Independent voters were not happy with those massive, unprecedented congressional appropriations, that brazenly favored the wealthy and well established during a time of economic crisis when millions of workers were suffering because of reckless corporate governance.

Unlike this crises' bipartisan voice vote CARES Act, the American Recovery and Reinvestment Act was the Democrats' bill. All but 11 voted for it in the House, and 177 Republicans voted against it. In the Senate it passed likewise along partisan lines with only three Republicans in favor.

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The voter fallout was immediate and ruthless. The Tea Party movement sprang up that year, and in the following 2010 midterm elections independent voters punished the party that did it. Independents polled preferred the Republican to Democratic candidate by 45% to 35% in July 2010.

By election day that margin was even more lopsided:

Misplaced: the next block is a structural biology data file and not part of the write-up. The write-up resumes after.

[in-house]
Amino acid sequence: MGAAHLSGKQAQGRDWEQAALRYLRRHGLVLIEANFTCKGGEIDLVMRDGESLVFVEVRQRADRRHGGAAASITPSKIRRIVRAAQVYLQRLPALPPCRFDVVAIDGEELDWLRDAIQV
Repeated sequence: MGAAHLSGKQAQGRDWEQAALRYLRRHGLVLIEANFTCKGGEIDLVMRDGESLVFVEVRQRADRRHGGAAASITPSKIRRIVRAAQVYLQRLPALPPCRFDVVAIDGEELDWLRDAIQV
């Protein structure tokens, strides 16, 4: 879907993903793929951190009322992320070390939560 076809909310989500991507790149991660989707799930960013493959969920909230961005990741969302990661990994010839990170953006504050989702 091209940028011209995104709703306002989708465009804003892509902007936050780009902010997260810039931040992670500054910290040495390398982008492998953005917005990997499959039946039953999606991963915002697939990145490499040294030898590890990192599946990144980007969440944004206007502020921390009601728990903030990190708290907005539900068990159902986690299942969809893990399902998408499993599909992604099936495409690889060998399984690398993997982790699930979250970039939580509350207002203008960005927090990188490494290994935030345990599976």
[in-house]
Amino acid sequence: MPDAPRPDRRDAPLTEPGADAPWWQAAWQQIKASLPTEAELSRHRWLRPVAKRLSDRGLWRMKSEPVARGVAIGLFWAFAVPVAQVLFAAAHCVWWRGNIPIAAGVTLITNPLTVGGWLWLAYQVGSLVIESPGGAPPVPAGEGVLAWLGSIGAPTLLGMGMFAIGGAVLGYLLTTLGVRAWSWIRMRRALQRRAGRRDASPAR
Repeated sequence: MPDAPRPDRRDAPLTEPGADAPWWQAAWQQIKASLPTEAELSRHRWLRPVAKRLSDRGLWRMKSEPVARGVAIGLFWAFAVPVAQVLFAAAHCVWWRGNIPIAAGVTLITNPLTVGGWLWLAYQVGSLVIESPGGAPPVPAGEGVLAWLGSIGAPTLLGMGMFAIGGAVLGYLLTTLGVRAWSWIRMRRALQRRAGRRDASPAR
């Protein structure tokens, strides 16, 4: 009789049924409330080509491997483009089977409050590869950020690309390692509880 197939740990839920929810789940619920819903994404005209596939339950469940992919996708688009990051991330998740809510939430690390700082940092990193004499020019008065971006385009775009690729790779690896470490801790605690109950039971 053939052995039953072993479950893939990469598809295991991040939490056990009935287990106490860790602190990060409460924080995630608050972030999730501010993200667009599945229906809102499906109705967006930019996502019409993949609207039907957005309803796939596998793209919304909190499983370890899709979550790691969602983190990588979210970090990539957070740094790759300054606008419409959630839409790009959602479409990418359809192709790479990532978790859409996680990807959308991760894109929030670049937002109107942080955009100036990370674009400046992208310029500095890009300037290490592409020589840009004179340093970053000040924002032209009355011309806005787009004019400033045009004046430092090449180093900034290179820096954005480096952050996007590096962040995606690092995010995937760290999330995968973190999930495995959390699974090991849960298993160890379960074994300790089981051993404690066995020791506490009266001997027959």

"However, the single biggest factor in the GOP’s victories was its striking gain among political independents. By 56% to 37%, more independents voted for the Republican candidate this year; four years ago, independents favored the Democrat by nearly an identical margin (57% to 39%).

And just two years ago, Barack Obama won the votes of independents (by 52% to 44%) on his way to the White House."

The result was the highest losses by a party in a House midterm election since 1938, and the largest gain in seats for the Republicans (63+) since 1938. The CARES Act was bipartisan, so the fallout will hit both parties and incumbents will be upset across the aisle.

Last time around most of the energy of the disenfranchised was on the Right, but this time around the Left will make much political capital of it, since the GOP held the White House and Senate, and because Donald Trump went to extraordinary lengths to brand the stimulus as a work of the GOP (e.g. not inviting Pelosi to the signing ceremony). That will come back to bite his party.